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No one can afford to let a bag of cherries go bad, and we mean that quite literally. According to Seattle Public Utilities, the average family tosses $130 of edible food each month. Since there are so many fruits that are best not refrigerated—plums, peaches, pineapples, avocados, bananas, and citrus to start—proper storage is key to savoring ripe produce and keeping an organized kitchen. We’ve found four ingenious fruit storage ideas, from hanging baskets (which are perfect if you’re tight on countertop space) to drawers and larders (if you have room to spare). May your bananas never brown too quickly again. 

Think: Vertical Fruit Storage

Courtesy of Neutral Nest

If you’re short on countertop space (who isn’t?), take inspiration from Samantha Sawle of My Neutral Nest, who taught herself how to macramé these baskets during lockdown to combat the lacking fruit storage in her camper van. (You just loop the cotton cord over a hook on the wall or, better yet, the ceiling.) Now the craft is a bona fide side gig. “I don’t have the biggest kitchen, so anything that helps me save worktop space is a plus for me,” says Sawle. “Especially if it can look cute at the same time.” 

Courtesy of Etsy

With a three-tiered, wall-mounted wire rack—this one is available at Etsy—you can both save yourself precious surface area and organize your fruit by type so you don’t have to rummage through a bowl to find your last little lemon. 

Photography by Paul Cochrane

You’ll never forget your daily serving of fruit if it’s stored in a woven willow wall basket, handmade by Julie Gurr (she even grows the material herself). The wide lip of the large version makes it a good match for apples and oranges. Gurr also offers a longer, narrower design, which fits smaller fruits like lemons and limes. 

Opt for a Fruit Storage Bowl, But Better

Courtesy of Emile Henry

There’s more to this beautiful Emile Henry storage bowl than meets the eye. The ceramic base offers a dark, temperature-stable spot for potatoes, onions, and not-quite-ripe fruit, while the shallow lid is intended for items that need to breathe (think: apples, bananas, and pears). Even the cork rim is deliberate—it’s inspired by the old trick of tossing a wine cork in your fruit bowl to absorb extra moisture and keep fruit flies away.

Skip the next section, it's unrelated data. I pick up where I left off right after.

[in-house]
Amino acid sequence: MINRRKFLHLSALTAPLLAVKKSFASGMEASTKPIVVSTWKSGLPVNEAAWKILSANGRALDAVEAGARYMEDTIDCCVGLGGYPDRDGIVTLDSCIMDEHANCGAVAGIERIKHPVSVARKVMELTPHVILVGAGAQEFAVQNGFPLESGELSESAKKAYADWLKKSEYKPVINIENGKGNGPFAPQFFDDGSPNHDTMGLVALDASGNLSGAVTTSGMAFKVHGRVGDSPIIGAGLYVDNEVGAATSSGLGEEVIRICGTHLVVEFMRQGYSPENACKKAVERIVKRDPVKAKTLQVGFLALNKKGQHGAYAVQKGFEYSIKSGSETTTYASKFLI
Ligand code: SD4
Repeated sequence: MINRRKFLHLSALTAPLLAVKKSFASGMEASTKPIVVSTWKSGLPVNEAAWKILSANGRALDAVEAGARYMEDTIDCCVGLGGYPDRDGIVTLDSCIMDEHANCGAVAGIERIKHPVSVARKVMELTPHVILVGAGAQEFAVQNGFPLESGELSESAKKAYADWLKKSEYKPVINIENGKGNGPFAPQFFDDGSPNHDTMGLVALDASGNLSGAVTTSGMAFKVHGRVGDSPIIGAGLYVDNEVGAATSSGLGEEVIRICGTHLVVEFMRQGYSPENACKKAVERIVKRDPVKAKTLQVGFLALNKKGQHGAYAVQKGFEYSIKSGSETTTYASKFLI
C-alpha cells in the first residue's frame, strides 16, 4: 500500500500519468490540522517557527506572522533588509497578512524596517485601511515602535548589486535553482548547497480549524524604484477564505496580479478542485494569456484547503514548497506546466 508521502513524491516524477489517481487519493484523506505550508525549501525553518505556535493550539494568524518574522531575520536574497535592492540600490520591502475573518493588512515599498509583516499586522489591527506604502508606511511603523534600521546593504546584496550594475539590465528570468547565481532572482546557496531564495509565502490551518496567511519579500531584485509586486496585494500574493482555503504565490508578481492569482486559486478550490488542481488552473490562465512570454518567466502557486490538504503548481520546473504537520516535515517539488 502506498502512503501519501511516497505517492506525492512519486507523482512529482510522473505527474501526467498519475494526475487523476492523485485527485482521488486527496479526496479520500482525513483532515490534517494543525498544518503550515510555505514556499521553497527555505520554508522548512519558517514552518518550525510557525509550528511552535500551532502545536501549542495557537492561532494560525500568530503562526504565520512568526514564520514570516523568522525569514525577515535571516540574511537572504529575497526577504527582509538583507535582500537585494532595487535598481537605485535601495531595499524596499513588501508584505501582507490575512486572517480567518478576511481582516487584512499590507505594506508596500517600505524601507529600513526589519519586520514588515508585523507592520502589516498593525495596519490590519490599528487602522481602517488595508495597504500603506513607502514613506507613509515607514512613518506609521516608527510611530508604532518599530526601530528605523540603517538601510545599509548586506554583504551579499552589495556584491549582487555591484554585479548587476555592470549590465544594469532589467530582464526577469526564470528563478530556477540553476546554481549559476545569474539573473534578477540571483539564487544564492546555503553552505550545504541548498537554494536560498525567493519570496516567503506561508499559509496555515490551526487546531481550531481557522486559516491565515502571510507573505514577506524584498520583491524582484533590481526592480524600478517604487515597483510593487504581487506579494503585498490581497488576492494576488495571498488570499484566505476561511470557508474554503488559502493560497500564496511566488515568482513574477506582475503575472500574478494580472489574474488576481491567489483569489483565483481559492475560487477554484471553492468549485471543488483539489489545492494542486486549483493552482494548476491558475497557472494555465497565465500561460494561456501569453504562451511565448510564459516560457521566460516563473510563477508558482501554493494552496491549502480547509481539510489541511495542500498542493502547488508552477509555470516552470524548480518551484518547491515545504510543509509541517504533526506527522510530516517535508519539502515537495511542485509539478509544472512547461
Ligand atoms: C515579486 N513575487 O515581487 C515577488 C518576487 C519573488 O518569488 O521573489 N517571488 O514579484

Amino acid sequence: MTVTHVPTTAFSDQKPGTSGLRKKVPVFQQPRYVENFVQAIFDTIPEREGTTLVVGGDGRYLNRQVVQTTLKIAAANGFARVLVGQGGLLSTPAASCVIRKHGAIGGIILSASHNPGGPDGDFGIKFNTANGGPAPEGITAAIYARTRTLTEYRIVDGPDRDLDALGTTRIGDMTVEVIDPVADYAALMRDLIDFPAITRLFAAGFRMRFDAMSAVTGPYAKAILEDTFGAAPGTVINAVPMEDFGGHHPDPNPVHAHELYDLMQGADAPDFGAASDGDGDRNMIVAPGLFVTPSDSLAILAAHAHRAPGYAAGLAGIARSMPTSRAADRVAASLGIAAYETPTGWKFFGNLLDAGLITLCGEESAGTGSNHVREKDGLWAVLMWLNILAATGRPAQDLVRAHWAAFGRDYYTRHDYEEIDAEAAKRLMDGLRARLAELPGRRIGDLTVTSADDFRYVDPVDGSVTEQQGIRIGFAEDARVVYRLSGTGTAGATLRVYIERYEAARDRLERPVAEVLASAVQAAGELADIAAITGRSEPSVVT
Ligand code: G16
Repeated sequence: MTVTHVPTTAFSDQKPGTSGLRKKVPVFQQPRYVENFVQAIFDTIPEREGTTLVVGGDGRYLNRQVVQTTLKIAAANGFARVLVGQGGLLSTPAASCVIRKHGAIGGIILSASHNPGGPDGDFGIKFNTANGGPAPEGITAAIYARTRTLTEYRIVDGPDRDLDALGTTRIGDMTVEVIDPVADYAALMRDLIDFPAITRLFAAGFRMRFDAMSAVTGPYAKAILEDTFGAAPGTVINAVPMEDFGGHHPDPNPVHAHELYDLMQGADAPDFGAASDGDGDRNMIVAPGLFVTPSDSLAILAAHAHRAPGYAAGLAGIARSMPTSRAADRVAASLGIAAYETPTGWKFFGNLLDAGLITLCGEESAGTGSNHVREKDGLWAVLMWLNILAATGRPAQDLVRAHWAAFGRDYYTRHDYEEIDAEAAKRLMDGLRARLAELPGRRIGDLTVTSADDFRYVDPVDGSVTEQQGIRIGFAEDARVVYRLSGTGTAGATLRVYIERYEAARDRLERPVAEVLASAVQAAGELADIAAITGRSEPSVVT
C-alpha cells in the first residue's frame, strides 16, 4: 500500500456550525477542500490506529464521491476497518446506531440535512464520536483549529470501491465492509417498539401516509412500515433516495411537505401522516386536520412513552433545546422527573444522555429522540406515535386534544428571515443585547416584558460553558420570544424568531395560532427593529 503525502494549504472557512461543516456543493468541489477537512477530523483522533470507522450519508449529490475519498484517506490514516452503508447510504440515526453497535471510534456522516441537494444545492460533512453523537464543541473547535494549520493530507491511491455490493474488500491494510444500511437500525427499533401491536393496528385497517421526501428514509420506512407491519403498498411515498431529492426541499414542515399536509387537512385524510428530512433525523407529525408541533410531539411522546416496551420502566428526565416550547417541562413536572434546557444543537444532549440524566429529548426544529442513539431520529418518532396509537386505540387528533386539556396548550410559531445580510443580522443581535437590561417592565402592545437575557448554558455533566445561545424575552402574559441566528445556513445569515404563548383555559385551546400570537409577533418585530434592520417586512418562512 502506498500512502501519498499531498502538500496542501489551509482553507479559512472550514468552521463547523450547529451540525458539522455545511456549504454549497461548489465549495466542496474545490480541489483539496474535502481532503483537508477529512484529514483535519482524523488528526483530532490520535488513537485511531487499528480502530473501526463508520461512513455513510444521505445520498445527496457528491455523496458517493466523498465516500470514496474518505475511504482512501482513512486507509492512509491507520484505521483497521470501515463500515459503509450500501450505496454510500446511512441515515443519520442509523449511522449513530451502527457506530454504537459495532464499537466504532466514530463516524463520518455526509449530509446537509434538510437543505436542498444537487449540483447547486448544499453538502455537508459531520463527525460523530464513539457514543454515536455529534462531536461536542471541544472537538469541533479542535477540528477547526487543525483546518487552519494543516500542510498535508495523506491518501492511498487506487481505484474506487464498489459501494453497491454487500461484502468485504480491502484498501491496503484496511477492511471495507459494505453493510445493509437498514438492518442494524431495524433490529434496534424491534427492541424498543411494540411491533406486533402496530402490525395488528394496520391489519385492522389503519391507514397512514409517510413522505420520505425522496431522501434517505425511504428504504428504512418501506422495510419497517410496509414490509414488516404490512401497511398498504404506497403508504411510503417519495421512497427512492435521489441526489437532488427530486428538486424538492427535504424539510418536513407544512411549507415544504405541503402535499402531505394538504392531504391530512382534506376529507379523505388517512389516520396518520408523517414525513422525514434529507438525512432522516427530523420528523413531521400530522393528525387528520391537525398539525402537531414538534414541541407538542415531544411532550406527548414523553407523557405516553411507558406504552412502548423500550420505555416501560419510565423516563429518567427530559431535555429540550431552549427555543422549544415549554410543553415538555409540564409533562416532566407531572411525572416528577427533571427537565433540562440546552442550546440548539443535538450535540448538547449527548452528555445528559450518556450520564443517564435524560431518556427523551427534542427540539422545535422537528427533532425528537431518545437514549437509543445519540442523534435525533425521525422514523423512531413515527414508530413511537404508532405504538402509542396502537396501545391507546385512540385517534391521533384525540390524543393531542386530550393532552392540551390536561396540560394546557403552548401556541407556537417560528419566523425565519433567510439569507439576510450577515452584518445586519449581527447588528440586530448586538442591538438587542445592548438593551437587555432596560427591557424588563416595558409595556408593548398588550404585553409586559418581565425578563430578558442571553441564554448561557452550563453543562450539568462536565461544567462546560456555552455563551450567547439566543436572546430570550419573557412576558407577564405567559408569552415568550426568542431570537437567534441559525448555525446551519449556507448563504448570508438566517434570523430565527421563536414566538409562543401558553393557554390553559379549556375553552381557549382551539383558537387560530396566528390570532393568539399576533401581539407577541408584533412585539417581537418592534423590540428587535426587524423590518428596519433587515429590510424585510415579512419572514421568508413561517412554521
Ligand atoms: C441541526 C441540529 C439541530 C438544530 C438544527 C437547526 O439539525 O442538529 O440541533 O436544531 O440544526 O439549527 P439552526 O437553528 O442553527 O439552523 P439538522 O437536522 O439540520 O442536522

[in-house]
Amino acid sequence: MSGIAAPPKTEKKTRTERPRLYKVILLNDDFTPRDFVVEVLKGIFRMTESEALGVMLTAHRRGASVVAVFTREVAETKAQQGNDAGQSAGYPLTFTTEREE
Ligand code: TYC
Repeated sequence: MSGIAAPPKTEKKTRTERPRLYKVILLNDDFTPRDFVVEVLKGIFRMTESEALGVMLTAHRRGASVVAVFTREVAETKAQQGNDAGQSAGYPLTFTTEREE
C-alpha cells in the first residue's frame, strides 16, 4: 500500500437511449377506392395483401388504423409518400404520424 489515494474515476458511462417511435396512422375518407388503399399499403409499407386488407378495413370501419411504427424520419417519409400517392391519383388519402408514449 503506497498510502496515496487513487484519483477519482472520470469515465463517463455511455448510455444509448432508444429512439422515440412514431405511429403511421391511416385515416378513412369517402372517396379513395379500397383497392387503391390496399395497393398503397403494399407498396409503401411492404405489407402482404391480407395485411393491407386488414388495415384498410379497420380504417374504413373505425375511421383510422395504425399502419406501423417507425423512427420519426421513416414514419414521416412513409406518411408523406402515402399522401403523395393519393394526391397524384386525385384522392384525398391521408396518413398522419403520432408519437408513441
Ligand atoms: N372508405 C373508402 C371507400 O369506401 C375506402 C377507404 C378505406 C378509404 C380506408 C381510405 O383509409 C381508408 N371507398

Courtesy of IKEA

We can think of a dozen uses for these colorful IKEA wire baskets (a place for socks, hair products, or printer ink, for starters), but they’re particularly perfect for storing fruits and veggies. The steel mesh ventilates the items, reducing moisture buildup, so your goods will stay fresher longer.

Go All Out With Built-In Fruit Storage

Courtesy of British Standard

In the 18th century, long before refrigeration, kitchen staples such as fruits, vegetables, bread, and milk were kept in a larder, just like this British Standard design. Vents are installed to let air flow over a shelf, often made of marble, which helps keep the ingredients cool. Add a cutting board, and you have a place to both store and prep lunch. 

Courtesy of Plain English

Courtesy of Plain English

If your household eats their way through what feels like a dozen apples a day, consider dedicating a cupboard to fruit storage. Ditch the typical doors and shelves and install slatted trays like these from Plain English, which are made of oak and sit on traditional wood runners. “It’s all about the airflow,” reiterates Imogene Pritchard, the company’s U.S. design director.

When in Doubt, Keep Things Colorful

Remember when Dakota Johnson broke the Internet with her limes-only fruit bowl? If constructing a built-in fruit pantry seems too daunting, just take a page out of the star’s book and store your produce in small vessels, categorized by color. This seamless system will leave your refrigerator or kitchen table looking instantly tidier. Plus you know what they say about your food resembling the rainbow.